A Thanksgiving Meditation

Mmmm... When it comes to holidays, we at the Musician's Room World Headquarters are quite traditional, and frankly, the lady of the house is a fantastic cook. It will just be the two of us this time around, but for us, two is enough. One set of kids is volunteering at an animal shelter on Thanksgiving and the other pair is joining the in-laws at the beach. But we'll still break out the linen and the fine china and crystal and candles and it will be a celebration of both our blessings and of how fortunate we are to love each other after forty years. Yes, believe it or not, we discussed this subject the very first time we went out together and discovered that we both simply love the holidays and the traditions that surround them. Then we worked very hard to set up our own traditions when we married.

How does that work out? Wednesday afternoon, my wife and I will clean the kitchen and then she'll bake the pies from scratch. Our black Labrador retriever, Zoe', won't be satisfied until my wife drizzles her with flour while rolling out the crusts. We'll both get up early on Thanksgiving morning and work on the Thanksgiving feast together as we've done for many, many years. The most important thing isn't the turkey, though it is important. The most important thing is the stuffing. The turkey is there to contain and flavor the stuffing in the oven and to make sure we have a little protein on the table. Of course, it also provides marvelous sandwiches for the rest of the weekend. But the stuffing... We cook my lady's sausage and thyme stuffing. For some reason it always takes four hands to mix it. We stuff the bird while it is hot, just before it goes into the oven.

While we prep the food and cook we'll watch the Macy's Christmas parade, as we always do. We'll transition to football as the day goes on. The dogs will get in the way until we are forced to put up a barrier to keep them out of the kitchen. To keep us from getting too peckish we'll set out a collection of pickles and olives and cheese and crackers and carrots and celery and so forth at midday. Somewhere around midday the house will begin to smell heavenly. Once the turkey is cooked and has cooled, I'll carve enough for the platter. Then we'll serve up the meal: turkey with gravy, sausage and thyme stuffing, mashed potatoes, shoepeg corn, new peas, cranberry sauce, snowflake rolls, and apple cider. We don't gorge. Afterward, we'll enjoy my lady's homemade apple pie with extra cinnamon, just the way I like it, and her delicious pumpkin pie, served with hand-whipped cream and fresh brewed coffee. Mmmm...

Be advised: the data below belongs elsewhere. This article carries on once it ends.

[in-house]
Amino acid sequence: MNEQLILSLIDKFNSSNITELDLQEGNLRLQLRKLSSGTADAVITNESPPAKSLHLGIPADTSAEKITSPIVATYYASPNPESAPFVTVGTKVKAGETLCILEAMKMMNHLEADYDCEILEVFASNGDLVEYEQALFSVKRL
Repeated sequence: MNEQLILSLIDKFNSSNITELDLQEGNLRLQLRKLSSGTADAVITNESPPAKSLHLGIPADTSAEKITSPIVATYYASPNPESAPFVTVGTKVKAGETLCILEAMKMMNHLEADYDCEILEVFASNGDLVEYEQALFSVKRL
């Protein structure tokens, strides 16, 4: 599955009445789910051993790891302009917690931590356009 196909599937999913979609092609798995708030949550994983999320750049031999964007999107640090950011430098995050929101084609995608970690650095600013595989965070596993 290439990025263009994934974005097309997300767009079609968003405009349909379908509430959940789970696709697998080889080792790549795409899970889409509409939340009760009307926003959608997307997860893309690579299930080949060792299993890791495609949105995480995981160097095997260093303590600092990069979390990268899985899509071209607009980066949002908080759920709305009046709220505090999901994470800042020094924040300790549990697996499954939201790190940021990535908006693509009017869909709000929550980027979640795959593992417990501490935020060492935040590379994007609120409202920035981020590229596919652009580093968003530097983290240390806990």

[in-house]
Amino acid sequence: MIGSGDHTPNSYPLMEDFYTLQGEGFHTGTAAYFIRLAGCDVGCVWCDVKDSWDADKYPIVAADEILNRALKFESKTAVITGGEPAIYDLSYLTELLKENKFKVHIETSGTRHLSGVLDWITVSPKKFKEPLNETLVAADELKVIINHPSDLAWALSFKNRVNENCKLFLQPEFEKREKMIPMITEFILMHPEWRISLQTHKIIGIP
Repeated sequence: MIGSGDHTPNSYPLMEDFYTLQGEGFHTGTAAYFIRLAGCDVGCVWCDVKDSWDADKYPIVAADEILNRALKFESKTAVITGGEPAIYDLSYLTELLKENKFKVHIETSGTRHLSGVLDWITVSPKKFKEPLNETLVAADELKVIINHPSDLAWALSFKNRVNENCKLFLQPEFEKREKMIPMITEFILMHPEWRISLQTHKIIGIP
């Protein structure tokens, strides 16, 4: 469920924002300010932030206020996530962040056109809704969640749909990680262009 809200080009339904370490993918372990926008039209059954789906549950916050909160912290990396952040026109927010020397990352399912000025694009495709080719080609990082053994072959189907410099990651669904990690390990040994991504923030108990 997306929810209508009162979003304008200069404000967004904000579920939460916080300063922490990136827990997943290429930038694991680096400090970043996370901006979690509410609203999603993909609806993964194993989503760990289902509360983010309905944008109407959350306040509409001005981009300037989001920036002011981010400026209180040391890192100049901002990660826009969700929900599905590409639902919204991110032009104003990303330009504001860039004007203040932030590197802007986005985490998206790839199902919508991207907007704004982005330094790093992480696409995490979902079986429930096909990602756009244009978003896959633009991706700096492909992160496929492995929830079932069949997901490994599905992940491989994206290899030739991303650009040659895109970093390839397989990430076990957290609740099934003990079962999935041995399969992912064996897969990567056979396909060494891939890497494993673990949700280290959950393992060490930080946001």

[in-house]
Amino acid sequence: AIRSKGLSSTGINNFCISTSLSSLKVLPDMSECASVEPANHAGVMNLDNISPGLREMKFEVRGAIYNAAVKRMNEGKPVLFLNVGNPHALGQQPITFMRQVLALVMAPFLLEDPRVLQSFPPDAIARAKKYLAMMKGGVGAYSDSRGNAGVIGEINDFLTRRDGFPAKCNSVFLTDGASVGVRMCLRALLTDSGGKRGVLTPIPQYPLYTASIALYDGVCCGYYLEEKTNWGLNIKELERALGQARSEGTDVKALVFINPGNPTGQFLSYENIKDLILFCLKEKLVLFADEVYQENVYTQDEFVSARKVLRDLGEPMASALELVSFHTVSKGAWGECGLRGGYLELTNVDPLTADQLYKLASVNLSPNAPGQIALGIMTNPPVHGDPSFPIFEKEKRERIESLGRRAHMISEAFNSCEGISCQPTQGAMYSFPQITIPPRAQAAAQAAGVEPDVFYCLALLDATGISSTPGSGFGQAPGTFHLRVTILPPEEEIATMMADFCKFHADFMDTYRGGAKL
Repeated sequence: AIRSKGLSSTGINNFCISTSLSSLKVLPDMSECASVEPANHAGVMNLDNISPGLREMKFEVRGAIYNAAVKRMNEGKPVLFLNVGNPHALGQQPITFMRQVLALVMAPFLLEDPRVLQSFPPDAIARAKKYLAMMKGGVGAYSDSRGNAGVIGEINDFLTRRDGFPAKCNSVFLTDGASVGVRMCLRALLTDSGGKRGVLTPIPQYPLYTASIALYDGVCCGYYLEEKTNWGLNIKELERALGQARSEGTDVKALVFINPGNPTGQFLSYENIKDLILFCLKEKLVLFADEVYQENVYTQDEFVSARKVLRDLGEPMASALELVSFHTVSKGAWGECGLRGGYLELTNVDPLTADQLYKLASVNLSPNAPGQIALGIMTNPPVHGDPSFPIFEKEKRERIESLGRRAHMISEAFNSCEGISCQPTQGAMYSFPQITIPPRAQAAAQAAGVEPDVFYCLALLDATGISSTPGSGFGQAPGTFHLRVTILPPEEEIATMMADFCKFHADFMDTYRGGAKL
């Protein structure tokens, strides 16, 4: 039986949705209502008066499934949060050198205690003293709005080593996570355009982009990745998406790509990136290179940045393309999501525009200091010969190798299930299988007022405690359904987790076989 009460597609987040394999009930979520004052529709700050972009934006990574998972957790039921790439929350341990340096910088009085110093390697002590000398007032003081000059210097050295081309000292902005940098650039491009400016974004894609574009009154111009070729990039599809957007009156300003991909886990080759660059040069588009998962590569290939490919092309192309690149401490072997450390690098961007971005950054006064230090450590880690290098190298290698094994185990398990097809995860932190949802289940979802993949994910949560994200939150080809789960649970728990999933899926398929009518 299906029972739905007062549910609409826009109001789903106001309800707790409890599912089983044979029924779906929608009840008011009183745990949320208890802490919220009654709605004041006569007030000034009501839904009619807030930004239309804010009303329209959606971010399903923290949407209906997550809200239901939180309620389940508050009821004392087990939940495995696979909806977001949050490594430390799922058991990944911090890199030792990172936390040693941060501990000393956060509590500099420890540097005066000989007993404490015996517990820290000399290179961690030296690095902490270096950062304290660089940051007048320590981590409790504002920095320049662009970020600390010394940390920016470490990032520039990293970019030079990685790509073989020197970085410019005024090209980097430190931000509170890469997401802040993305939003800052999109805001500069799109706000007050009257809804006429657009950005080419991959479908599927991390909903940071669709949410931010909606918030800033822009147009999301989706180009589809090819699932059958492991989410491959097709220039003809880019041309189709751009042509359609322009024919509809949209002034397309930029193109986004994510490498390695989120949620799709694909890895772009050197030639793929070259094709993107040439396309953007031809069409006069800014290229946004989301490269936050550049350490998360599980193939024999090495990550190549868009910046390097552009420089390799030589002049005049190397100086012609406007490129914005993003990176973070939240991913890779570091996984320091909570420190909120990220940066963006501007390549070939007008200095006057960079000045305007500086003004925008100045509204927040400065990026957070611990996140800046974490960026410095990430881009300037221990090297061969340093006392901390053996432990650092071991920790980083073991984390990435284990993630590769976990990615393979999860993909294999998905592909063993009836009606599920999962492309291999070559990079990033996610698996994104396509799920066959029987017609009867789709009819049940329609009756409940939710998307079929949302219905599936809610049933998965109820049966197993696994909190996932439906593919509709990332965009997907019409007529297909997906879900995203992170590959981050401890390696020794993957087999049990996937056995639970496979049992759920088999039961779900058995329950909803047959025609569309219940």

Then on Thanksgiving night, once the kitchen is cleaned and closed, we'll pile onto the sofa together under a blanket and break out the first of the Christmas movies. Since we will be alone, perhaps we'll watch a movie called The Family Man, a modern setting of Dickens' A Christmas Carol with a romantic thread woven in. By that time my wife will be in her socks, I in my slippers.

And Black Friday? We'll be home, quietly enjoying each other's company rather than fighting the crowds at the stores.

Sometimes being traditional can have its benefits. Traditions can convey lots of warmth and encourage our contentment. Despite our challenges and some chronic illness, my wife and I have very much to be thankful for and content about. We have a life full of love. Of course, it also pays to have a good cook in the house.

Happy Thanksgiving!!!